Želivského (Prague Metro)

50°04′42″N 14°28′27″E / 50.0784°N 14.4741°E / 50.0784; 14.4741

Prague Metro
General information
LocationVinohradská, Olšany
Prague 3
Czech Republic
Platforms1 island platform
Structure typeUnderground
Opened19 December 1980; 42 years ago (1980-12-19)
Preceding station Prague Metro Following station
Flora Line A Strašnická

Želivského (Czech pronunciation: [ˈʒɛlɪfskɛːɦo]) is a station on Line A of the Prague Metro. The station is located under Vinohradská street next to the Olšany Cemetery. It is named after the Jana Želivského street, which is itself named after Jan Želivský. The station was opened on 19 December 1980 as the eastern terminus of the extension of the line from Náměstí Míru. On 11 July 1987 the line was extended to Strašnická.[1]

Characteristics edit

The station is a three-bore buttressed tunnel with ten pairs of boarding and deboarding accesses. It is 148 meters long in total, but the boarding platform spans only 100 meters. The walls of the station are covered with brown and gold, anodized, aluminum mouldings. The single lobby under Vinohradská Avenue is 5.6 meters underground. The lobby is connected to the street by three exits with escalators and to the platform by one long tunnel with escalators running in both directions. Behind the station are two hold yards and one reverse track capable of storing an entire train. Extension of the A-line to the Strašnická Station was achieved by boring tunnels from these auxiliary spaces. The reverse track is still used for reversing and storing trains even though the Želivského Station is no longer the terminus of the line. The construction of the station in 1980 cost approximately 301 million Czech crowns.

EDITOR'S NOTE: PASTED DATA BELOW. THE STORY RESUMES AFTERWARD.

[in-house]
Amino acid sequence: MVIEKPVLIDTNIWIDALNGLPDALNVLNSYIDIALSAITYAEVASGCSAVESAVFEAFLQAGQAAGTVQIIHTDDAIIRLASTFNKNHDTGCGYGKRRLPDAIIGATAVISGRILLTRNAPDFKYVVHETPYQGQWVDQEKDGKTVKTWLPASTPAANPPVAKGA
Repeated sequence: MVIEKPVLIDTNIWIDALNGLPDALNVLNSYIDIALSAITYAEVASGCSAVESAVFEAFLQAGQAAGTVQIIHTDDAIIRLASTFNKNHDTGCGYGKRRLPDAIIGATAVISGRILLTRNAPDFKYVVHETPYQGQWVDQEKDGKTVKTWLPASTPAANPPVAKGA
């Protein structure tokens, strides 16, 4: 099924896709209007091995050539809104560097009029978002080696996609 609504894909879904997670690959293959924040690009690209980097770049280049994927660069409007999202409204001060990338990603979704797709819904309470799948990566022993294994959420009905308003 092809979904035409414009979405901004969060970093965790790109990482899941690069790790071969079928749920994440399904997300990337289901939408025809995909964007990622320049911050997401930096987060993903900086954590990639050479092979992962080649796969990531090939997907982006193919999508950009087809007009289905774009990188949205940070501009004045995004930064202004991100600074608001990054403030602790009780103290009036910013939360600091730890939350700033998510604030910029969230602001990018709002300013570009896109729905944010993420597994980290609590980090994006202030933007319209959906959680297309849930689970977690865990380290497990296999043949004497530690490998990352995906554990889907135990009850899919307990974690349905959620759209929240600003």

The station has not been renovated since its construction and therefore still exhibits the original design of the first versions of the A-line. The system of overhead lighting units in the escalator tunnel along with the aluminum paneled walls function as a damper against the sound of the escalators which are loud by design. The lower spaces of the station have been subject to leaks which have in turn caused rust on the aluminum panels.

Gallery edit

References edit

  1. ^ Schwandl, Robert. "Praha". urbanrail.